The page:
TRUMPF has expanded its selection of powder alloys for its 3D printing systems. At Formnext, the leading trade fair for additive manufacturing in Frankfurt, the high-tech company is demonstrating the potential of new titanium, aluminum, stainless steel and tool steel alloys for additive manufacturing.
“Powder is an important component of additive manufacturing. Our goal is to offer our customers the broadest material portfolio on the market. To achieve this, we work closely with powder manufacturers. Users of our equipment can thus always implement new applications using additive manufacturing or improve existing applications with new powders. A broad selection of materials is important in order to be on a par with conventional manufacturing processes,” says Jan Christian Schauer, materials expert for additive manufacturing at TRUMPF.
New titanium alloy is suitable for aerospace applications
TRUMPF equipment can now process titanium 6242. The aerospace, motorsports and energy industries in particular are asking for this material.
“It should not displace the top dog, titanium 64. At room temperature, titanium 64 and titanium 6242 behave very similarly. But at higher operating temperatures of 300 degrees Celsius and above, titanium 6242 has higher strengths compared to titanium 64,” Schauer says.
However, this titanium alloy is harder to process.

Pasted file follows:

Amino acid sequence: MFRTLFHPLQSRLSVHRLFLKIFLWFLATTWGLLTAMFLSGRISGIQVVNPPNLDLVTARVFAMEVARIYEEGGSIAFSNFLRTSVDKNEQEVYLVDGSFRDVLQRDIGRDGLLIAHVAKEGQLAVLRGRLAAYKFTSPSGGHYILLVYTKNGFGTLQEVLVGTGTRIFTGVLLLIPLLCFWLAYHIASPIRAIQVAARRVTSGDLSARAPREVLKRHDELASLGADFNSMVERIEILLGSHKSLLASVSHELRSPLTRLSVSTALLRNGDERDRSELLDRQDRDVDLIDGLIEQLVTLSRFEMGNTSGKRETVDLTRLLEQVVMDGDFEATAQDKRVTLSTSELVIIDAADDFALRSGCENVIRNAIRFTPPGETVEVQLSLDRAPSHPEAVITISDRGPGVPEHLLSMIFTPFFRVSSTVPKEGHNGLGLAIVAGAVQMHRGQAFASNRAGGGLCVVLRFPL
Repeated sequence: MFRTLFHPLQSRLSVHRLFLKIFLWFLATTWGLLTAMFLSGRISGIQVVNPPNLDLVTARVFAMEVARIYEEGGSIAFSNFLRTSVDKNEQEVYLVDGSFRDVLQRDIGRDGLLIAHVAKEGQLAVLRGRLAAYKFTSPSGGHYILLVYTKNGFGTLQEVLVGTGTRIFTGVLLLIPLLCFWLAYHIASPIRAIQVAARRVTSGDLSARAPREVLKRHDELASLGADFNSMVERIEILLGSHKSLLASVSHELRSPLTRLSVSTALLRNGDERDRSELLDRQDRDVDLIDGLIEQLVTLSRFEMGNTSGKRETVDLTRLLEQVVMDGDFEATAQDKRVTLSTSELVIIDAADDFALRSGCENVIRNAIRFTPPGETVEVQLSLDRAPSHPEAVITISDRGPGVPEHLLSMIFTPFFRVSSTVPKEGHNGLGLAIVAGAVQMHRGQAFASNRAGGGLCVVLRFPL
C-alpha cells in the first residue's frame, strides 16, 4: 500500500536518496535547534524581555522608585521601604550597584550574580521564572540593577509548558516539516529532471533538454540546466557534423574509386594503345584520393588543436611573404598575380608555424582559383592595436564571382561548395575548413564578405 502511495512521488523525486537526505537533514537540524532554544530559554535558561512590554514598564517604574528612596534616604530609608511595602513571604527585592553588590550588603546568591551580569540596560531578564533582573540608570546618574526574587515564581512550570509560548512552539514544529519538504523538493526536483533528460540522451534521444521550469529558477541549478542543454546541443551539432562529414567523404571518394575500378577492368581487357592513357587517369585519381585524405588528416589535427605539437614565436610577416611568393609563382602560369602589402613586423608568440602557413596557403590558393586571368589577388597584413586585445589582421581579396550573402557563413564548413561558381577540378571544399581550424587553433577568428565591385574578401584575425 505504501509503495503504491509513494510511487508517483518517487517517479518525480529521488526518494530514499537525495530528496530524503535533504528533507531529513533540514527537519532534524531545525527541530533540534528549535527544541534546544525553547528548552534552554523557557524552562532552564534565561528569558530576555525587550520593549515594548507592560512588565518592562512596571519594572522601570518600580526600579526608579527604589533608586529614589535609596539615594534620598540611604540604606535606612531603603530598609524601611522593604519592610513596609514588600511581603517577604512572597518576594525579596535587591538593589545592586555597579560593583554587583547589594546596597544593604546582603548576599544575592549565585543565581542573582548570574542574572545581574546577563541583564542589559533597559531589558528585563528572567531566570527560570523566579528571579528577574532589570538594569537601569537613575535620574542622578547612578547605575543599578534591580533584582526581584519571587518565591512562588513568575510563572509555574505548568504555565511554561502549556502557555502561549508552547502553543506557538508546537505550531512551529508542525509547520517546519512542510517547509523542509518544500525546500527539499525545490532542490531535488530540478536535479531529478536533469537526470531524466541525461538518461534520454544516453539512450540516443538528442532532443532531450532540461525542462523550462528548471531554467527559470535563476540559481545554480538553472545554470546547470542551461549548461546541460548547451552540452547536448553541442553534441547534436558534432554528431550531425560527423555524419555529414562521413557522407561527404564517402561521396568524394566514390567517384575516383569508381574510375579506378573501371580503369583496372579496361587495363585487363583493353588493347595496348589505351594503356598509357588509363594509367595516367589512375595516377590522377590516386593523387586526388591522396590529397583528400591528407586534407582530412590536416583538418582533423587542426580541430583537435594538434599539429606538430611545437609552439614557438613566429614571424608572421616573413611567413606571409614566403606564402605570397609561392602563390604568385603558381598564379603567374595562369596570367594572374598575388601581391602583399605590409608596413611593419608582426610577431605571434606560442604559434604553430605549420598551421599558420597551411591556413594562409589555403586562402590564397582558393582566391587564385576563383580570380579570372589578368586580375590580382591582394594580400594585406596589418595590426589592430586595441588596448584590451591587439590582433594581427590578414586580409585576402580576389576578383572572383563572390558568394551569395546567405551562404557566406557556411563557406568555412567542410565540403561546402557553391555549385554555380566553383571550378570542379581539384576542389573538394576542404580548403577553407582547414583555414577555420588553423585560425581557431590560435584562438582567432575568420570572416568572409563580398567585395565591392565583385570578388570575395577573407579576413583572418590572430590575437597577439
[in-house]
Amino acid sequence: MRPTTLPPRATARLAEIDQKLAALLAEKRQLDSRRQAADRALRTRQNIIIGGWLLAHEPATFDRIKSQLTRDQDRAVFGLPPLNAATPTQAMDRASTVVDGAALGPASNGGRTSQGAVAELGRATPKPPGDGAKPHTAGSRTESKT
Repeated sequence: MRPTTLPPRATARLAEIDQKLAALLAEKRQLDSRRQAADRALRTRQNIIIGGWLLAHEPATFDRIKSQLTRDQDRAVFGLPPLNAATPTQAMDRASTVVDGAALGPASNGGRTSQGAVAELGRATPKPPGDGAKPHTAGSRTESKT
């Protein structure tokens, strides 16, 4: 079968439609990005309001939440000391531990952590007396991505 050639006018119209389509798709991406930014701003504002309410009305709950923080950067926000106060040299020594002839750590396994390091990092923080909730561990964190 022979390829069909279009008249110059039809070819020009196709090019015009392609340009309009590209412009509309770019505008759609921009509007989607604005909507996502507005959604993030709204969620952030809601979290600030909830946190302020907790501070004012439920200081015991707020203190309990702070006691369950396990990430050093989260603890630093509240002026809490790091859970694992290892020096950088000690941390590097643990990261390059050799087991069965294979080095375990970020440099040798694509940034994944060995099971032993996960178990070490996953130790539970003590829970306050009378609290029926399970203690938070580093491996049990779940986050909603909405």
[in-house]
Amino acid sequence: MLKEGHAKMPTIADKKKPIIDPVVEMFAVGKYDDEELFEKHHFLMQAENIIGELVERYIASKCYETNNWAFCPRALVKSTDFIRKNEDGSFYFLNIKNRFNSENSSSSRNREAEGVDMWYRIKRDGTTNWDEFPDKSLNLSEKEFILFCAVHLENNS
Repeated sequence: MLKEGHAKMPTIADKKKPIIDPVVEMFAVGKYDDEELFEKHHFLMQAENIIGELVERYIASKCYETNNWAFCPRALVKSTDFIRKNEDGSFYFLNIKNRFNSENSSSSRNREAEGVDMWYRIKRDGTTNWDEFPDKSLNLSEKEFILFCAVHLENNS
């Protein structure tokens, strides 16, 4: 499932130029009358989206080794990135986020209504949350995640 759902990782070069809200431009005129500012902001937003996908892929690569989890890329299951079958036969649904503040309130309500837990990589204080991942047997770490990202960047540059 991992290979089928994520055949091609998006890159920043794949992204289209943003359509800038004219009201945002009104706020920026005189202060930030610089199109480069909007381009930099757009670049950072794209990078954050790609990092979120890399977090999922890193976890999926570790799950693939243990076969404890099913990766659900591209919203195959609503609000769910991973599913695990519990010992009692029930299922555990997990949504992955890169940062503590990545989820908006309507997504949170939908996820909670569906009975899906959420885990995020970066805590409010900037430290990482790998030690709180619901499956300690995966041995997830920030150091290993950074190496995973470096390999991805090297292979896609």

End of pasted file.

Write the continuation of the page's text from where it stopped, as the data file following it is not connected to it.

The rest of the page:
“This is where our 500 degree Celsius preheating of the TruPrint 5000 comes into play. This allows users to easily print components with titanium 6242 as well,” says the TRUMPF materials expert.
Automotive industry benefits from special aluminum alloy
For the automotive industry, the CustAlloy aluminum alloy from ECKA Granules is particularly beneficial.
“With standard aluminum, automotive manufacturers have reached their limits, especially when it comes to the combination of strength and elongation. This is where CustAlloy helps,” says Schauer.
This aluminum alloy has very good mechanical properties; it does not break or crack as quickly. This makes crash-relevant applications possible. At the same time, CustAlloy is far less expensive to purchase than comparable high-end aluminum alloys, which use expensive alloying elements to achieve their properties.
Stainless steel alloy for medical technology
Just recently, TRUMPF qualified the Printdur HSA alloy for the TruPrint 2000, which is made from recycled scrap. This makes it particularly sustainable. The advantages of this alloy: It is particularly strong without thermal post-treatment. In addition, it does not rust as quickly. The Medidur alloy has the same properties as Printdur HSA. However, the powder manufacturer has developed this material especially for the medical industry. This sector has higher requirements for the purity of materials. Medidur therefore consists only of pure elements. Users from the medical industry can design thin-walled and small components with this stainless steel alloy.
“In addition, both Printdur HSA and Medidur do not contain nickel or cobalt. Since both substances are considered potentially carcinogenic, this has a positive effect on the hazard load for employees who process these powders,” says Schauer.
New tool steel with good corrosion resistance
The M789 AMPO tool steel is used primarily in tool and mold making. Without preheating the powder, users can use it to print components. Because it is easy to process and at the same time very corrosion-resistant, users use the steel, for example, to manufacture tools that are used in combination with more aggressive materials, such as in plastic injection molding.
Find out more about TRUMPF at trumpf.com.